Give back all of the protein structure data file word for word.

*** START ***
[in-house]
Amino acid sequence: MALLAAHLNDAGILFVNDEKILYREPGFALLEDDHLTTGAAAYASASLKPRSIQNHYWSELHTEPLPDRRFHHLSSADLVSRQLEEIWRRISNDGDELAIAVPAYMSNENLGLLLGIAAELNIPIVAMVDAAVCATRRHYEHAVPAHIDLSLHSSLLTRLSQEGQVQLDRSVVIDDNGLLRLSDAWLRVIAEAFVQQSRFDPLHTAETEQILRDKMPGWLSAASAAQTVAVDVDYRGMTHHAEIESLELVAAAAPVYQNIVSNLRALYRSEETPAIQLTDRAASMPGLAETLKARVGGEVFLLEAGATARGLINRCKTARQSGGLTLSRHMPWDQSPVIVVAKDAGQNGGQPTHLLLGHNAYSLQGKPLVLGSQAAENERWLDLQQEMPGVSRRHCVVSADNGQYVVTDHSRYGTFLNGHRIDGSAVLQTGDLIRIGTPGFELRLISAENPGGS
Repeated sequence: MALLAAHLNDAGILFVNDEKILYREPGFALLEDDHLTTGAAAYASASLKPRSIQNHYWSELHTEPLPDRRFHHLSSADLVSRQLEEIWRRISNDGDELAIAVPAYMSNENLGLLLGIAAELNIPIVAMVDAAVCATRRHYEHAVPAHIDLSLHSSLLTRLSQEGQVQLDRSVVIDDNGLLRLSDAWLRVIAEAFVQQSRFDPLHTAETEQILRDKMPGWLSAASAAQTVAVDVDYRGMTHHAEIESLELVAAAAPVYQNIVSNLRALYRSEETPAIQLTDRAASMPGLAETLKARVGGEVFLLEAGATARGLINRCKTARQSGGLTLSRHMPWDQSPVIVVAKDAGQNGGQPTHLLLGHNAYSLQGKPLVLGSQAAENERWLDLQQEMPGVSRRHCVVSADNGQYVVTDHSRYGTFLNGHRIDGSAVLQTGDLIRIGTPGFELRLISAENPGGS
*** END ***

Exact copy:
[in-house]
Amino acid sequence: MALLAAHLNDAGILFVNDEKILYREPGFALLEDDHLTTGAAAYASASLKPRSIQNHYWSELHTEPLPDRRFHHLSSADLVSRQLEEIWRRISNDGDELAIAVPAYMSNENLGLLLGIAAELNIPIVAMVDAAVCATRRHYEHAVPAHIDLSLHSSLLTRLSQEGQVQLDRSVVIDDNGLLRLSDAWLRVIAEAFVQQSRFDPLHTAETEQILRDKMPGWLSAASAAQTVAVDVDYRGMTHHAEIESLELVAAAAPVYQNIVSNLRALYRSEETPAIQLTDRAASMPGLAETLKARVGGEVFLLEAGATARGLINRCKTARQSGGLTLSRHMPWDQSPVIVVAKDAGQNGGQPTHLLLGHNAYSLQGKPLVLGSQAAENERWLDLQQEMPGVSRRHCVVSADNGQYVVTDHSRYGTFLNGHRIDGSAVLQTGDLIRIGTPGFELRLISAENPGGS
Repeated sequence: MALLAAHLNDAGILFVNDEKILYREPGFALLEDDHLTTGAAAYASASLKPRSIQNHYWSELHTEPLPDRRFHHLSSADLVSRQLEEIWRRISNDGDELAIAVPAYMSNENLGLLLGIAAELNIPIVAMVDAAVCATRRHYEHAVPAHIDLSLHSSLLTRLSQEGQVQLDRSVVIDDNGLLRLSDAWLRVIAEAFVQQSRFDPLHTAETEQILRDKMPGWLSAASAAQTVAVDVDYRGMTHHAEIESLELVAAAAPVYQNIVSNLRALYRSEETPAIQLTDRAASMPGLAETLKARVGGEVFLLEAGATARGLINRCKTARQSGGLTLSRHMPWDQSPVIVVAKDAGQNGGQPTHLLLGHNAYSLQGKPLVLGSQAAENERWLDLQQEMPGVSRRHCVVSADNGQYVVTDHSRYGTFLNGHRIDGSAVLQTGDLIRIGTPGFELRLISAENPGGS